PPI of copper ores and grains: update. July and August 2009

Lately, we have demonstrated that the evolution of various components of CPI and PPI in the United States is not a random process but rather a predetermined one with long-term sustainable trends [1-4]. Using these trends, one can predict consumer and producer price indices for various goods, services and commodities [5-7]. Moreover, share prices for selected S&P 500 companies are also well described in the past by the differences in the PPI and CPI [8,9]. The near future will test the predictive power of our model.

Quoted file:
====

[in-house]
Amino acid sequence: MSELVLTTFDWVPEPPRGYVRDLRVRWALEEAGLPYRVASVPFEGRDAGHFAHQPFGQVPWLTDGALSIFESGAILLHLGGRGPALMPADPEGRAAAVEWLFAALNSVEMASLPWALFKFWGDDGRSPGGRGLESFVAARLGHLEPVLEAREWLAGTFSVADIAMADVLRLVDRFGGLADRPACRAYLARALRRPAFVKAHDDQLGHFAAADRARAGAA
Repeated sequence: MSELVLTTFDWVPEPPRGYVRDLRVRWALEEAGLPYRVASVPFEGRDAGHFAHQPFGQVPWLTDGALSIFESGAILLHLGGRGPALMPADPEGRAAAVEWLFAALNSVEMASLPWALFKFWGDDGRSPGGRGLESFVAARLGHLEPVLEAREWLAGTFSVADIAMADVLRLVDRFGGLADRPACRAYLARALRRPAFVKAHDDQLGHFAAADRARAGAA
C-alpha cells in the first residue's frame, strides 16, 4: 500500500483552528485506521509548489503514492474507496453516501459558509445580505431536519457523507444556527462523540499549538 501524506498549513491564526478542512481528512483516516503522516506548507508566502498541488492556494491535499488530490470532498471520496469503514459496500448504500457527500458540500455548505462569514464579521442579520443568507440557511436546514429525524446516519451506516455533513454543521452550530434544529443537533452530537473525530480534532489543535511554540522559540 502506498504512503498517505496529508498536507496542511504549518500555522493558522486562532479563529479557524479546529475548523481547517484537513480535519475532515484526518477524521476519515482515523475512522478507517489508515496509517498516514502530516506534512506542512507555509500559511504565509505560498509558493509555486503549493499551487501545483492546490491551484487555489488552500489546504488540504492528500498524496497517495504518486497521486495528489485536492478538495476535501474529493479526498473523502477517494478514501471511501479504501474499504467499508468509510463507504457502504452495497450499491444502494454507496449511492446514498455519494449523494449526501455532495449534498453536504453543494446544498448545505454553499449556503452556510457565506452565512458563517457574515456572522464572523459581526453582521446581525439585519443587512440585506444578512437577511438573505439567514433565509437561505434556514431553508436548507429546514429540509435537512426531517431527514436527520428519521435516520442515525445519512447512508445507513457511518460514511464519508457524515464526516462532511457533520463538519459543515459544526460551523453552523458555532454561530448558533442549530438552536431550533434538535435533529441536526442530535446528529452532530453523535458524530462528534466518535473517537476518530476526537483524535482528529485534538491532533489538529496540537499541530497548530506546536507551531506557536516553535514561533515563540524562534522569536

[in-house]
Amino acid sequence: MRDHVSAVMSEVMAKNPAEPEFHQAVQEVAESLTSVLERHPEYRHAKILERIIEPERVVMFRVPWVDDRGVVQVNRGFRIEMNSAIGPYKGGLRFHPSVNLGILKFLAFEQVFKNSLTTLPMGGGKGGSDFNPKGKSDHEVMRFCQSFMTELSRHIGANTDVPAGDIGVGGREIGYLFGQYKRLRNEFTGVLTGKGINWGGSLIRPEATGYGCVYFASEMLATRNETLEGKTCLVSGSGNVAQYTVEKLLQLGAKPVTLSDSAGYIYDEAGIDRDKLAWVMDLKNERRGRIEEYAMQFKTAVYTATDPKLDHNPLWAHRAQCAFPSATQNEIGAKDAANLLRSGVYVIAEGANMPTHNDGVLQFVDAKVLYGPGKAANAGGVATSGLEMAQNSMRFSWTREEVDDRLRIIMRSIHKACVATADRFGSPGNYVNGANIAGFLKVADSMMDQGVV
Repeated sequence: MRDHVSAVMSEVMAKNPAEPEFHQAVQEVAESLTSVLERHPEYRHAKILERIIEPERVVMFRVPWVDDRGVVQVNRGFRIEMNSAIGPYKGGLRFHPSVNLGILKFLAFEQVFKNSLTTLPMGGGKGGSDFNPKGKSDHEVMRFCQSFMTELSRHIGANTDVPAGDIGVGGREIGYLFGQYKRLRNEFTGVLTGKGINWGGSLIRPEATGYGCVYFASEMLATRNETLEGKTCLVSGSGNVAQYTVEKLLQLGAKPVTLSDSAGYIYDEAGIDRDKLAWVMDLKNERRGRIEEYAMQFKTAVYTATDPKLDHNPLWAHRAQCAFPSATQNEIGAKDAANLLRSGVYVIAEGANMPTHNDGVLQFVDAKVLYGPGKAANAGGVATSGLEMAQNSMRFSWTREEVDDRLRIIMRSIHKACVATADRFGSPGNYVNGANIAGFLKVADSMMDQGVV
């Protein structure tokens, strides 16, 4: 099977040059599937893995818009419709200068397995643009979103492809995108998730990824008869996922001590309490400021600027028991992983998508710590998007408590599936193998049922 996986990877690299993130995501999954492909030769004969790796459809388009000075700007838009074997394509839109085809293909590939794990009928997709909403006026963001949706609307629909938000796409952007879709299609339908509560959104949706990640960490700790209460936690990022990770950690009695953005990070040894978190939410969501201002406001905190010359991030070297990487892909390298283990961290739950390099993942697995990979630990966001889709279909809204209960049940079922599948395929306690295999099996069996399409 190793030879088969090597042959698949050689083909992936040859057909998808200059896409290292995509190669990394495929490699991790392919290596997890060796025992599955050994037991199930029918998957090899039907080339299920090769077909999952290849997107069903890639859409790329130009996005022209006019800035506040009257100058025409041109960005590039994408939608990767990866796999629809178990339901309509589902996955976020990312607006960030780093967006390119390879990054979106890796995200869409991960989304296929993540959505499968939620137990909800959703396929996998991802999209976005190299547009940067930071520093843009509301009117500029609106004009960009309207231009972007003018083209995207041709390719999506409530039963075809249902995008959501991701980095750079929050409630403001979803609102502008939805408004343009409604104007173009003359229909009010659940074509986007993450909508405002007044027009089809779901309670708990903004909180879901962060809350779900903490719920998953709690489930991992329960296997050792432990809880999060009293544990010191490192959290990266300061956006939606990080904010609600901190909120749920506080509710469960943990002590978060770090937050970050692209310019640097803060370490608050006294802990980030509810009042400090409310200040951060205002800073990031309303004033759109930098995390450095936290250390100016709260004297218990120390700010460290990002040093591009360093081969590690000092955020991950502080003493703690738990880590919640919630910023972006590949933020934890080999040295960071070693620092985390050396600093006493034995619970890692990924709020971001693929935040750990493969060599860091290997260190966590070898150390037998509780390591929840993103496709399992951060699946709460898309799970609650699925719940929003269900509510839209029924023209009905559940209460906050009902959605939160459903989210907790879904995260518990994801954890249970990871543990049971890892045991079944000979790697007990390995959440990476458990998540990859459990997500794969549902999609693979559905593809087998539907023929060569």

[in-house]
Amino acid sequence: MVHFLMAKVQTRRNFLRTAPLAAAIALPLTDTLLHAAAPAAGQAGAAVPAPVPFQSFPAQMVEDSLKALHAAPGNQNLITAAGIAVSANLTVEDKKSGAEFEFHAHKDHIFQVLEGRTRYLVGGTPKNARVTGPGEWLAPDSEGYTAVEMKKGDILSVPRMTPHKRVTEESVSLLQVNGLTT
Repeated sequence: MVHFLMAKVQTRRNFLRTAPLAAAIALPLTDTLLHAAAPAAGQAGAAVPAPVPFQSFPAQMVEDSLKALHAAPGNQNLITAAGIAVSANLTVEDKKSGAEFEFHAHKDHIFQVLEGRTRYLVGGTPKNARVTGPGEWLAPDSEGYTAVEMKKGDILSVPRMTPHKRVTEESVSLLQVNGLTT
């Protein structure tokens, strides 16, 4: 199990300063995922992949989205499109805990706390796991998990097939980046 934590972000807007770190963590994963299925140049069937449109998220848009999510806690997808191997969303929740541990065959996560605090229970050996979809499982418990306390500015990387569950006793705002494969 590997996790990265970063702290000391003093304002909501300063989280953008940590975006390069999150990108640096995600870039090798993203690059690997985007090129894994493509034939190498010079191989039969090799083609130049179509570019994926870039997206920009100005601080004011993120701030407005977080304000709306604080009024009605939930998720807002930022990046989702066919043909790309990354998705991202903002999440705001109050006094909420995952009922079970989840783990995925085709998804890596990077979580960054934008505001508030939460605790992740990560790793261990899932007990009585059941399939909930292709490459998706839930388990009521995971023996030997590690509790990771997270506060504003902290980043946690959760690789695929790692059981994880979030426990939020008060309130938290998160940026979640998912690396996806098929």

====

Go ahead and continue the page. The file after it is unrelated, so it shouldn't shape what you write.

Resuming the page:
In [4-7], we presented the evolution many commodities with varying weight in the PPI. But there are many more commodities of interest for producers, consumers and investors. In this article, we present the producer price indices of copper and grain. The evolution of the indices of these two commodities is independent, but both give a good example of the absence of clear sustainable trends. In other words, not every commodity price is predictable as an extension of a liner trend, as mentioned in [4]. However, in the short-term, there is observed some inertia in the evolution of both prices. Therefore, one can predict the indices at a several month horizon. On July 27, we published selected results of our study for June 2009. This is a bi-monthly update, which includes two new readings for July and August 2009. Both commodities demonstrate continuation of short-term trends. Supposedly, these trends survive till the end of 2009.